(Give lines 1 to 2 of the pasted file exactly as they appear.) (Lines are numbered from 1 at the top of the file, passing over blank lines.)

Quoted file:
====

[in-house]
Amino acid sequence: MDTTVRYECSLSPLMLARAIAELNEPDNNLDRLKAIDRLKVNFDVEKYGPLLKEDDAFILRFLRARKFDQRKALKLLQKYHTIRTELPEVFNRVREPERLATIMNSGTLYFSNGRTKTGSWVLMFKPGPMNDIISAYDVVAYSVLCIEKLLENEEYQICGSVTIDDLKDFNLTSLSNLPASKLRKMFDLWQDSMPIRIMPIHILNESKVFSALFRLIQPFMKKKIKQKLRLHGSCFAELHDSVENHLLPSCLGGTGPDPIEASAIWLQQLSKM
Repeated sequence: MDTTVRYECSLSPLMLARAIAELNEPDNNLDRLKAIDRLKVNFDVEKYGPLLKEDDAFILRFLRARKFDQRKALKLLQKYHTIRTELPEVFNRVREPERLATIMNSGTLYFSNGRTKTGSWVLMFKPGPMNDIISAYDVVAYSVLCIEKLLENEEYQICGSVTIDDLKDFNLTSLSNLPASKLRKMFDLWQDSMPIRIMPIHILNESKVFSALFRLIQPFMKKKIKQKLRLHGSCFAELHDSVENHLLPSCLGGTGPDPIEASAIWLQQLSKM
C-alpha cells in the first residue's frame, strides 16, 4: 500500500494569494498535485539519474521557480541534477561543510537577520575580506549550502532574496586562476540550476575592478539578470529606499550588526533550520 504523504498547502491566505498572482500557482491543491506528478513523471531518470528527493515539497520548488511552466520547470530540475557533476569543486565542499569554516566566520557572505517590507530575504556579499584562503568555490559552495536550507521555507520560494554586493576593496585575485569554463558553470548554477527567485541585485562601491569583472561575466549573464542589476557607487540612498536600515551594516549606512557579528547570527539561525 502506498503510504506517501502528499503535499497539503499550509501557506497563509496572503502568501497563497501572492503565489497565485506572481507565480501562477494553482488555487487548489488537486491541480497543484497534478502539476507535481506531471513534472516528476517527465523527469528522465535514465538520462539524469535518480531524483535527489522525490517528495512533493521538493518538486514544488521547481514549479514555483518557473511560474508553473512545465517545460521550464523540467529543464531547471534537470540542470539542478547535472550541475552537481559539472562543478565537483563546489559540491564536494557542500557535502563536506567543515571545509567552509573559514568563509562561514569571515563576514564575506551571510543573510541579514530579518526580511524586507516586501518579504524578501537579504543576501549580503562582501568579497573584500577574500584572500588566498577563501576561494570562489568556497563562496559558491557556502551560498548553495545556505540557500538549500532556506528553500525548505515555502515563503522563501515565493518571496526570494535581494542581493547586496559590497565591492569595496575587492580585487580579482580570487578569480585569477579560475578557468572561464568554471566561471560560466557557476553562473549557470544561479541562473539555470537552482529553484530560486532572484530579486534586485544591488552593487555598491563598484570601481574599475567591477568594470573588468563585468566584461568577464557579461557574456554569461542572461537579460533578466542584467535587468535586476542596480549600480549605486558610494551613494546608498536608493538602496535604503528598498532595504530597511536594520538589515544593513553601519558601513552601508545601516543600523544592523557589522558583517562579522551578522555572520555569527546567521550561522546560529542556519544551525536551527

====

[in-house]
Amino acid sequence: MDTTVRYECSLSPLMLARAIAELNEPDNNLDRLKAIDRLKVNFDVEKYGPLLKEDDAFILRFLRARKFDQRKALKLLQKYHTIRTELPEVFNRVREPERLATIMNSGTLYFSNGRTKTGSWVLMFKPGPMNDIISAYDVVAYSVLCIEKLLENEEYQICGSVTIDDLKDFNLTSLSNLPASKLRKMFDLWQDSMPIRIMPIHILNESKVFSALFRLIQPFMKKKIKQKLRLHGSCFAELHDSVENHLLPSCLGGTGPDPIEASAIWLQQLSKM